Wednesday, November 26, 2014

Intellectuals of Kolkata organised a rally to Save the Saradha thieves, by Mamta's order!

The Telegraph

Thursday , November 27 , 2014 

For thieves, steal a march

1950s: Ensure food security.
1960s: Express solidarity with Vietnam.
1970s: Release political prisoners.
2014: Denounce police atrocity on students.
November 28, 2014: Save the Saradha thieves.
Calcutta, Nov. 27: Just when Calcutta, the capital of street protests, thought that it had been there, seen that and done that, comes an unparalleled event: a protest to champion the cause of thieves.
On Friday, the city will witness a march against what chief minister Mamata Banerjee has described as “the Centre’s conspiracy to malign the party and the government in the name of the CBI probe”.
The CBI is probing the Saradha scam in which thousands of poor depositors have lost their savings. The inquiry has been ordered by the Supreme Court, the highest court of the land.
What is also indisputable is that several thousand crores of rupees are still missing.
But the march by a section of the so-called culture clan will wind its way from Nandan to the Academy of Fine Arts to protest against the probe.
“This is the first time that our city will see a rally in defence of thieves…. It is going to be a sad day as Calcutta has seen rallies for so many noble causes,” said BJP president Rahul Sinha.
Academician Sunanda Sanyal, 83, who had once associated with Trinamul and walked with Mamata in several rallies before the change of guard in the state, said he was surprised to learn about the rally.
“I have never heard in my life that political leaders are calling apolitical people from the world of art and culture to bring out rallies and safeguard thieves. Such a protest would bring shame to all of us,” said Sanyal.
The involvement of the “culture clan” has also prompted some to wonder whether the rally is being organised also in defence of the right to say “s***” in the name of freedom of expression. The reference was to the swear word Mamata had uttered — and hastily withdrawn — on Saturday.
Singer Indranil Sen, filmmaker Srikant Mohta, Trinamul MP and actor Dev, actor-turned-president of the state’s vocational education council Rudranil Ghosh — all known for their proximity to Mamata — are said to be working the phones to make the rally a success. But a section of Trinamul is learnt to be against the charade.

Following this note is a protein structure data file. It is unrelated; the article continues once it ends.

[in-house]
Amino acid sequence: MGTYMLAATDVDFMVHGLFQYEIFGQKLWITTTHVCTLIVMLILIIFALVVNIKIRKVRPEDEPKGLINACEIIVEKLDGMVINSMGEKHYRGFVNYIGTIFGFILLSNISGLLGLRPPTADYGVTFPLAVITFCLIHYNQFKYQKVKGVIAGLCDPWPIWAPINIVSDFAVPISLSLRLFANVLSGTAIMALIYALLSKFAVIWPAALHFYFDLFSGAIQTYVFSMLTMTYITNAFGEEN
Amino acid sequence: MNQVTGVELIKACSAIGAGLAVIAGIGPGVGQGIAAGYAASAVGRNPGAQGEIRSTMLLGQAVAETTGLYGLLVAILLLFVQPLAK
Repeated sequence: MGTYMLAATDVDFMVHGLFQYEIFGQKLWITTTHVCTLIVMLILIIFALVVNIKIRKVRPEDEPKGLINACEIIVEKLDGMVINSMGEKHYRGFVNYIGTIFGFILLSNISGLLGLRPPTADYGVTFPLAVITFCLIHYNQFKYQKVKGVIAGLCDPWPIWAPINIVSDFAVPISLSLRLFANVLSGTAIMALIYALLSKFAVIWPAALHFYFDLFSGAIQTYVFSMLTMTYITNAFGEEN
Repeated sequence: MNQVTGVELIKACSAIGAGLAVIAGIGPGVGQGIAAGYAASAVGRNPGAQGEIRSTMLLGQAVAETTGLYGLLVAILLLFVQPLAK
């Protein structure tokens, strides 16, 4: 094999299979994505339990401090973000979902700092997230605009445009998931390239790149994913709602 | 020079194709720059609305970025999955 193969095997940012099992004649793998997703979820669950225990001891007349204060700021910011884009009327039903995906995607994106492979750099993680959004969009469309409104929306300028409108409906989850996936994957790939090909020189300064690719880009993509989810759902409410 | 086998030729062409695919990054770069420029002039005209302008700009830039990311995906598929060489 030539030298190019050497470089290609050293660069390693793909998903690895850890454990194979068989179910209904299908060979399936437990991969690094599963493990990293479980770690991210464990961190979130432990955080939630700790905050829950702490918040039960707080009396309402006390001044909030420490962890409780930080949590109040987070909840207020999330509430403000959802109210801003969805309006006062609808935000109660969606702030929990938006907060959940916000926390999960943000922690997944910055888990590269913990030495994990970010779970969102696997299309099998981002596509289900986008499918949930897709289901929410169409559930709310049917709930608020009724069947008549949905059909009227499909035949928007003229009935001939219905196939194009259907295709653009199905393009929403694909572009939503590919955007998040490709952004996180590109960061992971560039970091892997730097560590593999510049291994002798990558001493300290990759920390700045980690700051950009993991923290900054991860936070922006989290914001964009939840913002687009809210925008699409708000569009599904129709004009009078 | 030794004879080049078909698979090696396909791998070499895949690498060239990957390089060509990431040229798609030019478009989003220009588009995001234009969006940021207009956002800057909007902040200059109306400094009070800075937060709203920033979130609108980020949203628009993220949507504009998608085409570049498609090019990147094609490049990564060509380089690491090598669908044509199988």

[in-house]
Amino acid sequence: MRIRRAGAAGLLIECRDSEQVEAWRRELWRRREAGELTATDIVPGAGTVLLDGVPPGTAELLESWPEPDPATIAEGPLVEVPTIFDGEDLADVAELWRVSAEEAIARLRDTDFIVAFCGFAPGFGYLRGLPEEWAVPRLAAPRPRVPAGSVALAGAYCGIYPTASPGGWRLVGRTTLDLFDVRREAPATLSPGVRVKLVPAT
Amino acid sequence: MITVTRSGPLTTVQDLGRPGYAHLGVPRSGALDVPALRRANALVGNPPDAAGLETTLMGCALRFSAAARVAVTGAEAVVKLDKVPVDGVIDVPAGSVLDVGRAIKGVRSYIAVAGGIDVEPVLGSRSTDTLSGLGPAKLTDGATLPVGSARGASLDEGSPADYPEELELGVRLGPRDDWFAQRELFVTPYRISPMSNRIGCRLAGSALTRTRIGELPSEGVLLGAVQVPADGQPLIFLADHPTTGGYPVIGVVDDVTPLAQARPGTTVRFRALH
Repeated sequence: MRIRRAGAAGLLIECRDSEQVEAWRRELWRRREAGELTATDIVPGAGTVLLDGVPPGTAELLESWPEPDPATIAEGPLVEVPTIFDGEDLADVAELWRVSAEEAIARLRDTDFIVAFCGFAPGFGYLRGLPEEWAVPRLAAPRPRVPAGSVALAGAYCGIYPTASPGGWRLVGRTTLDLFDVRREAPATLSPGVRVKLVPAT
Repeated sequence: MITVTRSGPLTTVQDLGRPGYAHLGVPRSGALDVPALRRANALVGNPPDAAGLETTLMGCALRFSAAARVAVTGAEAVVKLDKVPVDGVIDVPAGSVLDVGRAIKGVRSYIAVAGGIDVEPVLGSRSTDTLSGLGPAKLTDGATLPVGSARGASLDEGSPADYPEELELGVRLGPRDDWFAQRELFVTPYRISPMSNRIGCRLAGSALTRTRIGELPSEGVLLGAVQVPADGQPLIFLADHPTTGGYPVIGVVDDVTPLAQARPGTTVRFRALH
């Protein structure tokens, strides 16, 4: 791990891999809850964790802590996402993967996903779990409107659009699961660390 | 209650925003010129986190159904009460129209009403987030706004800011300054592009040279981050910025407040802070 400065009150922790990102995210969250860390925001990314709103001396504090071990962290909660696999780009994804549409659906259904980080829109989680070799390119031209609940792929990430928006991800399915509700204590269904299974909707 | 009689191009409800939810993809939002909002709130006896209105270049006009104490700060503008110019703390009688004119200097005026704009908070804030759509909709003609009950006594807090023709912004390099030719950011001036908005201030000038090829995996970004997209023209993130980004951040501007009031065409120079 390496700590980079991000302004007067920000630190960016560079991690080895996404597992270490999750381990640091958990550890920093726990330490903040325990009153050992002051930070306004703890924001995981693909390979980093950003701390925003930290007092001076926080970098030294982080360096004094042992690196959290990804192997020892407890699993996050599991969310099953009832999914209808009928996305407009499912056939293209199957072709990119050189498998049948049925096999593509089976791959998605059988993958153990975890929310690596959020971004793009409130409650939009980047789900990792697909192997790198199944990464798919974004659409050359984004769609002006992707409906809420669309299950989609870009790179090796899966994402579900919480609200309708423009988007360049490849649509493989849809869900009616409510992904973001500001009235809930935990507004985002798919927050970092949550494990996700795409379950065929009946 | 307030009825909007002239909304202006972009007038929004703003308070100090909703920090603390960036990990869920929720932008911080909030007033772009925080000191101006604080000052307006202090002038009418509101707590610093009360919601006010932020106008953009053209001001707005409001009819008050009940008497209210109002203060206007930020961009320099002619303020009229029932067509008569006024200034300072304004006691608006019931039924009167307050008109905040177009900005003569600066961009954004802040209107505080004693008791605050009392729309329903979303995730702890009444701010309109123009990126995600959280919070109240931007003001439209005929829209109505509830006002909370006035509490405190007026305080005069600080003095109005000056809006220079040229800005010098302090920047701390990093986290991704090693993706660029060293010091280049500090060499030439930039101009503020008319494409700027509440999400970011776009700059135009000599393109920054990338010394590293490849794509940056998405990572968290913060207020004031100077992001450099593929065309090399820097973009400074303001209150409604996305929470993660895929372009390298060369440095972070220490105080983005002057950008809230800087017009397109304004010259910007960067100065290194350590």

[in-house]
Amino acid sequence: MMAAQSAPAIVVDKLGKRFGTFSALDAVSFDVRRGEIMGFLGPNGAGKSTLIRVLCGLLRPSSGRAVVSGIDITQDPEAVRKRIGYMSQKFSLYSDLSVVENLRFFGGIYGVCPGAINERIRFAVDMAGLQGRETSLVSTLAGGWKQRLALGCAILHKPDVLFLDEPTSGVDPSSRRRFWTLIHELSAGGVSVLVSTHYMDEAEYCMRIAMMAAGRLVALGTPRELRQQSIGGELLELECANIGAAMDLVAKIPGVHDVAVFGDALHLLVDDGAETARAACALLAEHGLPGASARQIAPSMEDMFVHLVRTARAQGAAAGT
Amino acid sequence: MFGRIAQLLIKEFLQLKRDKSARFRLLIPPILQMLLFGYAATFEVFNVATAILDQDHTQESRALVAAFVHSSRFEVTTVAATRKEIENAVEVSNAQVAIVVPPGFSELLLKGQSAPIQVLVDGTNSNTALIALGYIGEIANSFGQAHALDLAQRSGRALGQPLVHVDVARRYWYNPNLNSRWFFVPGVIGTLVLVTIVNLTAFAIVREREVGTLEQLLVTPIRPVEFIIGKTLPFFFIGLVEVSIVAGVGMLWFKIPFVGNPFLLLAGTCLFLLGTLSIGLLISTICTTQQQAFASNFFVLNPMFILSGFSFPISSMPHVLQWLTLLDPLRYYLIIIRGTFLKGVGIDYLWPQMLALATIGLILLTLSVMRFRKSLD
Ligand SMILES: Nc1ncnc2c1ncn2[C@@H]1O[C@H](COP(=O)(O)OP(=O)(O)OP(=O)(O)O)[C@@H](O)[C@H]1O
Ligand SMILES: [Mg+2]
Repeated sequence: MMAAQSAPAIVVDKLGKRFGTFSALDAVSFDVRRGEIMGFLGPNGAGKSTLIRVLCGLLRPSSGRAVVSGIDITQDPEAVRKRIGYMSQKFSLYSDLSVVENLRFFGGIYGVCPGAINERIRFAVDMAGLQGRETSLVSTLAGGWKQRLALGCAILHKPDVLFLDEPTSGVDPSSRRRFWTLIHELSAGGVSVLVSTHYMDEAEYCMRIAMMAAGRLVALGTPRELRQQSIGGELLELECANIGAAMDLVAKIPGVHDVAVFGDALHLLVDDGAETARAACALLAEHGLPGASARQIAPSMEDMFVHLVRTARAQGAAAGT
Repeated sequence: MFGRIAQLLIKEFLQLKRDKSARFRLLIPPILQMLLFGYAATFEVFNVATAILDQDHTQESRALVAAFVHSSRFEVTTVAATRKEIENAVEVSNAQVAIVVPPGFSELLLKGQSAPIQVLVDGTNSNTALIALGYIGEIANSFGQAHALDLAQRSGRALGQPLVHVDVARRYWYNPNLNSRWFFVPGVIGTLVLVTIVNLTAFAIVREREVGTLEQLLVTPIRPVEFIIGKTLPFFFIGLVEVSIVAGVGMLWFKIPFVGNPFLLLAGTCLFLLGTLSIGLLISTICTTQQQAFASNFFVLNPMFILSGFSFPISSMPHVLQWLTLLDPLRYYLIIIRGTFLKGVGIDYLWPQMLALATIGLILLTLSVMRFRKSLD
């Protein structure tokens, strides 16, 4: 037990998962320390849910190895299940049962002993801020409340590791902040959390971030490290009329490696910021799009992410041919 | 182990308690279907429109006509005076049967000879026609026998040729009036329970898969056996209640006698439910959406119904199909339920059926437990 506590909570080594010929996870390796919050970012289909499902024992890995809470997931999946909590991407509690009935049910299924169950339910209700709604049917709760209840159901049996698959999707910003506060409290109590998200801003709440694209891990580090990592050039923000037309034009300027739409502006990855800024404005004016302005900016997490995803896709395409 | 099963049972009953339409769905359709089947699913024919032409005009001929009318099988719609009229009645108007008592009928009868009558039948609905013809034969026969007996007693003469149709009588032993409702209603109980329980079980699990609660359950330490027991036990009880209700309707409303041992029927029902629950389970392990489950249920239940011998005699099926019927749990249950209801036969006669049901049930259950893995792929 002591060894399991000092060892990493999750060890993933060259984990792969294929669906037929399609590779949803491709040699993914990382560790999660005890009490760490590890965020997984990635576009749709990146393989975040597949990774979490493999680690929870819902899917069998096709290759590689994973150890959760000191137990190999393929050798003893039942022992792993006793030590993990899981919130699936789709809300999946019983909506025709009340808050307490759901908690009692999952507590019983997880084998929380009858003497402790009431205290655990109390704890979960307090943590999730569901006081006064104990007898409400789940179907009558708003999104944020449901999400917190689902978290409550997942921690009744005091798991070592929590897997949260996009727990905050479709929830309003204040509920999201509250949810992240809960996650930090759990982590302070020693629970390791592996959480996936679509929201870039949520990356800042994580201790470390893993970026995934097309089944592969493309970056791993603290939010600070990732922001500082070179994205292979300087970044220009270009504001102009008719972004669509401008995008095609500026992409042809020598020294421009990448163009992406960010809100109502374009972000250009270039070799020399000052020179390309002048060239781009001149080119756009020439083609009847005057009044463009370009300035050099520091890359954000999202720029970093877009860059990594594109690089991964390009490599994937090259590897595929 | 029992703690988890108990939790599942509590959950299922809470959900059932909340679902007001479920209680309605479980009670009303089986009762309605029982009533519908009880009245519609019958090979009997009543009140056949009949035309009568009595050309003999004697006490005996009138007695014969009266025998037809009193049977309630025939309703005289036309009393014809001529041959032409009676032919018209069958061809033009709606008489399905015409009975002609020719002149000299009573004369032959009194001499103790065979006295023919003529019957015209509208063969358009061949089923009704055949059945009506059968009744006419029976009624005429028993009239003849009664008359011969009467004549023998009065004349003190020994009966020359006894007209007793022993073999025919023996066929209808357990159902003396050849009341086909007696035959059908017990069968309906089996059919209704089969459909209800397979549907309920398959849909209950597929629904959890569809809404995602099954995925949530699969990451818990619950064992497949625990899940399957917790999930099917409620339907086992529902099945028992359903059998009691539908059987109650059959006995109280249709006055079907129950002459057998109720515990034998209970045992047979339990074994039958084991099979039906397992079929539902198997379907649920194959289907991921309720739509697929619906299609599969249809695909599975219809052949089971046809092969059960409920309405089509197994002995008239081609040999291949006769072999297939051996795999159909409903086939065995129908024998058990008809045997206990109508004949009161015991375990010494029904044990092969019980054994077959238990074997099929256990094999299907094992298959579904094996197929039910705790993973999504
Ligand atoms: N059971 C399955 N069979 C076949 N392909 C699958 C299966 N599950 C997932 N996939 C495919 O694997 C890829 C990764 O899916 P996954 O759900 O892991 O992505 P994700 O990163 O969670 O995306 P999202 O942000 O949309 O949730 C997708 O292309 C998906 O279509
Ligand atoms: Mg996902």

“There will be no banners of political parties…. There will not be any political slogans. It would be a silent march to protest the manner in which the Centre is trying to malign the Bengal government in the name of a CBI probe,” said Sen, who had unsuccessfully contested the Behrampore seat on a Trinamul ticket.
While addressing a rally near Esplanade on Monday, Mamata had given the clarion call: “I am asking the members of my culture clan to come forward to protest the Centre’s heinous design to malign us in the name of a CBI probe.”
Mamata is not expected to power the rally in person as she is scheduled to be in Asansol on Friday.
“Whenever Didi is in trouble, she prefers hitting the streets to send out a message that people are with her… This is a crisis period and she is using the same strategy,” said a Trinamul insider.
Not just the Opposition parties, even some Trinamul leaders ridiculed the plan. “At this stage, a street protest against the CBI probe would be seen as an attempt to protect those who are being questioned by the central agency. Will it not send a wrong message?” asked the senior Trinamul minister.
A professor of sociology said that for any political party or for a civil liberty group, holding a rally means addressing its core constituency. Besides, rallies are often held by an organiser to measure his or her support base.
“I am not sure what factors would prompt people to take part in this rally,” said the sociologist.
“One reason for their attendance could be they want the probe to be stopped, which would mean they do not have any problems with the Saradha scam. While those benefiting from the fraud may think so, it is difficult to believe that ordinary people can think that way,” said the sociologist.

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